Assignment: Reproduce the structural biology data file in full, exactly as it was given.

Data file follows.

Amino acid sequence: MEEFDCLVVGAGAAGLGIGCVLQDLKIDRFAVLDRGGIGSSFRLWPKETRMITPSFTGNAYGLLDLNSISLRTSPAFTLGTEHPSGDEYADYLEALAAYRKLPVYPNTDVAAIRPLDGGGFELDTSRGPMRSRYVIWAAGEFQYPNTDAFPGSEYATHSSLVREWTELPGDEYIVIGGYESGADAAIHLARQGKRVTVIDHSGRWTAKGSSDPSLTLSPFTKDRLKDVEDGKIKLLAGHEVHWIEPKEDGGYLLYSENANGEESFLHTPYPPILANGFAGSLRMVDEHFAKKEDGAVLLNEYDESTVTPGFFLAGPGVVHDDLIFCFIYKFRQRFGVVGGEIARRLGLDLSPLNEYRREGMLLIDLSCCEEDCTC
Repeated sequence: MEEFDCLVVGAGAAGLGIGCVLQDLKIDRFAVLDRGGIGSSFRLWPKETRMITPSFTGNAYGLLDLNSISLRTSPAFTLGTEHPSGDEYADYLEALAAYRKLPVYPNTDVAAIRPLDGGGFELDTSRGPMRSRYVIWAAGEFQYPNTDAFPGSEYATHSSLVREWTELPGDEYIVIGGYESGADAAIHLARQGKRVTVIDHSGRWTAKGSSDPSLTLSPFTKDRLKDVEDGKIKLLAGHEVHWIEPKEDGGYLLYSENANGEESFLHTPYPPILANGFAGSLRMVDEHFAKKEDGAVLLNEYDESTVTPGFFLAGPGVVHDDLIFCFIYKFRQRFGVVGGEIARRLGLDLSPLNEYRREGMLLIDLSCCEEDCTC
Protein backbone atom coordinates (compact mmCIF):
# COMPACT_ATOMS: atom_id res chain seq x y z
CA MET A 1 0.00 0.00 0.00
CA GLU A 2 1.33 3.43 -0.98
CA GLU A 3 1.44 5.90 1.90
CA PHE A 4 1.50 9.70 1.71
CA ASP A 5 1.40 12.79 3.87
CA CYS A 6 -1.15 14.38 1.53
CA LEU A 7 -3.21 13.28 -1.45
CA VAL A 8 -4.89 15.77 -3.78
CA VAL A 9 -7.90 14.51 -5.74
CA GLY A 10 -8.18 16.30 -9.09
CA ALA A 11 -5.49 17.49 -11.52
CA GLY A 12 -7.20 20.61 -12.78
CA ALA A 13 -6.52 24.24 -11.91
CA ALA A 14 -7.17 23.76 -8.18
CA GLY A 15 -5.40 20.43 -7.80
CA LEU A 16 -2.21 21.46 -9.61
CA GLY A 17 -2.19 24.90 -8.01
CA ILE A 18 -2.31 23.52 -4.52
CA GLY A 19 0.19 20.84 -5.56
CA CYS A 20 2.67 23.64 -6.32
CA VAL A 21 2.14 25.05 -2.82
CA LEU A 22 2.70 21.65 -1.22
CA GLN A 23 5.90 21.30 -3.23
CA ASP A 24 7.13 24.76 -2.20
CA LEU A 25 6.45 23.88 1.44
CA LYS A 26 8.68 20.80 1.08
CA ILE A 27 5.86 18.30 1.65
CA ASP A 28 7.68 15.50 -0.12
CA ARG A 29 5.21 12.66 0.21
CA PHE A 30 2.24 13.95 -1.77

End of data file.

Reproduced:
Amino acid sequence: MEEFDCLVVGAGAAGLGIGCVLQDLKIDRFAVLDRGGIGSSFRLWPKETRMITPSFTGNAYGLLDLNSISLRTSPAFTLGTEHPSGDEYADYLEALAAYRKLPVYPNTDVAAIRPLDGGGFELDTSRGPMRSRYVIWAAGEFQYPNTDAFPGSEYATHSSLVREWTELPGDEYIVIGGYESGADAAIHLARQGKRVTVIDHSGRWTAKGSSDPSLTLSPFTKDRLKDVEDGKIKLLAGHEVHWIEPKEDGGYLLYSENANGEESFLHTPYPPILANGFAGSLRMVDEHFAKKEDGAVLLNEYDESTVTPGFFLAGPGVVHDDLIFCFIYKFRQRFGVVGGEIARRLGLDLSPLNEYRREGMLLIDLSCCEEDCTC
Repeated sequence: MEEFDCLVVGAGAAGLGIGCVLQDLKIDRFAVLDRGGIGSSFRLWPKETRMITPSFTGNAYGLLDLNSISLRTSPAFTLGTEHPSGDEYADYLEALAAYRKLPVYPNTDVAAIRPLDGGGFELDTSRGPMRSRYVIWAAGEFQYPNTDAFPGSEYATHSSLVREWTELPGDEYIVIGGYESGADAAIHLARQGKRVTVIDHSGRWTAKGSSDPSLTLSPFTKDRLKDVEDGKIKLLAGHEVHWIEPKEDGGYLLYSENANGEESFLHTPYPPILANGFAGSLRMVDEHFAKKEDGAVLLNEYDESTVTPGFFLAGPGVVHDDLIFCFIYKFRQRFGVVGGEIARRLGLDLSPLNEYRREGMLLIDLSCCEEDCTC
Protein backbone atom coordinates (compact mmCIF):
# COMPACT_ATOMS: atom_id res chain seq x y z
CA MET A 1 0.00 0.00 0.00
CA GLU A 2 1.33 3.43 -0.98
CA GLU A 3 1.44 5.90 1.90
CA PHE A 4 1.50 9.70 1.71
CA ASP A 5 1.40 12.79 3.87
CA CYS A 6 -1.15 14.38 1.53
CA LEU A 7 -3.21 13.28 -1.45
CA VAL A 8 -4.89 15.77 -3.78
CA VAL A 9 -7.90 14.51 -5.74
CA GLY A 10 -8.18 16.30 -9.09
CA ALA A 11 -5.49 17.49 -11.52
CA GLY A 12 -7.20 20.61 -12.78
CA ALA A 13 -6.52 24.24 -11.91
CA ALA A 14 -7.17 23.76 -8.18
CA GLY A 15 -5.40 20.43 -7.80
CA LEU A 16 -2.21 21.46 -9.61
CA GLY A 17 -2.19 24.90 -8.01
CA ILE A 18 -2.31 23.52 -4.52
CA GLY A 19 0.19 20.84 -5.56
CA CYS A 20 2.67 23.64 -6.32
CA VAL A 21 2.14 25.05 -2.82
CA LEU A 22 2.70 21.65 -1.22
CA GLN A 23 5.90 21.30 -3.23
CA ASP A 24 7.13 24.76 -2.20
CA LEU A 25 6.45 23.88 1.44
CA LYS A 26 8.68 20.80 1.08
CA ILE A 27 5.86 18.30 1.65
CA ASP A 28 7.68 15.50 -0.12
CA ARG A 29 5.21 12.66 0.21
CA PHE A 30 2.24 13.95 -1.77